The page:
Winning On Funfair Darts Stalls
There is a plethora of darts games on any decent sized fairground, from 3 separate whites to win, through bust a balloon and stick 3 separate cards.
Usually these are pretty straight games, and can be won by someone who is a good darts player (which most people are not), indeed some operators will happily let you use your own darts.
However there are a couple of things to watch out for. The bust a balloon game seems to easy to be true, well, guess what, it is too easy to be true. The fact is the darts are not competition sharp, the balloons are only partly inflated so they tend to give rather than bust. You can win on the game, just not as easily as you think.
The stick 3 separate cards is another one that can be slightly modified, again the darts tend not to be the sharpest, the cards are mounted on wooden panels so the darts need throwing quite hard to make them stick which affects your accuracy, again you can win but it isn’t as easy as it looks.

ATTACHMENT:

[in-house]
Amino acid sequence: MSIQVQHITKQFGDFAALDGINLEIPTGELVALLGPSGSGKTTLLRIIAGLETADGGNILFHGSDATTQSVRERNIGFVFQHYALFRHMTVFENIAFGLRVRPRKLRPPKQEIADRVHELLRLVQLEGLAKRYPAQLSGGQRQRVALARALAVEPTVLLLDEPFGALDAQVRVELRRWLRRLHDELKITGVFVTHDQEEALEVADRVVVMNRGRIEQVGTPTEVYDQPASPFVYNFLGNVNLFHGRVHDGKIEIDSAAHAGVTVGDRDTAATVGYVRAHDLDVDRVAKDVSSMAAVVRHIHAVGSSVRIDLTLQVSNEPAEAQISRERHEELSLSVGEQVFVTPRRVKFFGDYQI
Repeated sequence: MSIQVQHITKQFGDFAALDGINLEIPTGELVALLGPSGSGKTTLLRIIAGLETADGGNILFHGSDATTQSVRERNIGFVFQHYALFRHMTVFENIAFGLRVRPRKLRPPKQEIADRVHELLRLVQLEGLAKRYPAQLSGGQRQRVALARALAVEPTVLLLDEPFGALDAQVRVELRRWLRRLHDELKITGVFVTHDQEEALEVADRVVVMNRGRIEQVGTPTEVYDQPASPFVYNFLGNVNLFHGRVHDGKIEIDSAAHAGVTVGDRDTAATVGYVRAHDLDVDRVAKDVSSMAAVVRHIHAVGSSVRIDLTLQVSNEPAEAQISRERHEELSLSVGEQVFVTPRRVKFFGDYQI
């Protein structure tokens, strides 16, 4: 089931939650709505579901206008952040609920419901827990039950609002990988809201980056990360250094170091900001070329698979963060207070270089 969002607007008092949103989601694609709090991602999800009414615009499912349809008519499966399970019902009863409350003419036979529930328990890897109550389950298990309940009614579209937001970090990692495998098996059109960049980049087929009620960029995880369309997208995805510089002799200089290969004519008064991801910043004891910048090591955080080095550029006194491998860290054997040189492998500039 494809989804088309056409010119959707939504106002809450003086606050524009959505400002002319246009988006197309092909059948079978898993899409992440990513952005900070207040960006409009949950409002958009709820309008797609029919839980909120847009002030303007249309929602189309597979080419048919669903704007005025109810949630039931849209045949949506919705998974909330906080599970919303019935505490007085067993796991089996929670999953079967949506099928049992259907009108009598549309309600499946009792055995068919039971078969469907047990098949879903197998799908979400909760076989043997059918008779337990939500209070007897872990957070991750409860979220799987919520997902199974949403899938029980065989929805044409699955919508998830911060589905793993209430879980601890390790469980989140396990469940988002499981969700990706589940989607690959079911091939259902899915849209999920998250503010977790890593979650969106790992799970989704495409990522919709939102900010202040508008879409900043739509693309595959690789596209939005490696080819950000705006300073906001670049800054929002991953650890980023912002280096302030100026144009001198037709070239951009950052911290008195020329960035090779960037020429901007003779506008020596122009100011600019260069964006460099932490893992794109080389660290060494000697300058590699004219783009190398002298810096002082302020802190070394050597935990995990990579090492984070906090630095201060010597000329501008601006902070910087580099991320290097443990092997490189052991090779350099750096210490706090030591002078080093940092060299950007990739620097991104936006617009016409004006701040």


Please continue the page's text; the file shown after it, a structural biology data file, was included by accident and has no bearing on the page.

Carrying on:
The one that does need an explanation though relies not on trickery, but peoples greed blinding their common sense. You walk up to a stall and spot a giant soft toy, probably something with a retail value of £40-£50. Around its neck hangs a sign proclaiming “Me If You Lose”. Wow you think, I am going to hand my £1.50 over and am guaranteed to walk away with at least that giant toy. Dream on, economics dictate that the operator would be bankrupt pretty quick if that were true. The game is usually something like score over 6 with 3 separate numbers to win. Now if you look at it the only way to lose is to stick 1,2 and 3. Darts outside the board tend to count as 6 as does sticking the same number twice, so you play and are almost guaranteed to win, when you do you receive a small toy which obviously has cost less wholesale than the price you paid. “AH but” you complain, why have I only get this little teddy for winning when you get that great big giant toy for losing? Because that’s the game! Really all the operator has done is interchange the terms winning and losing.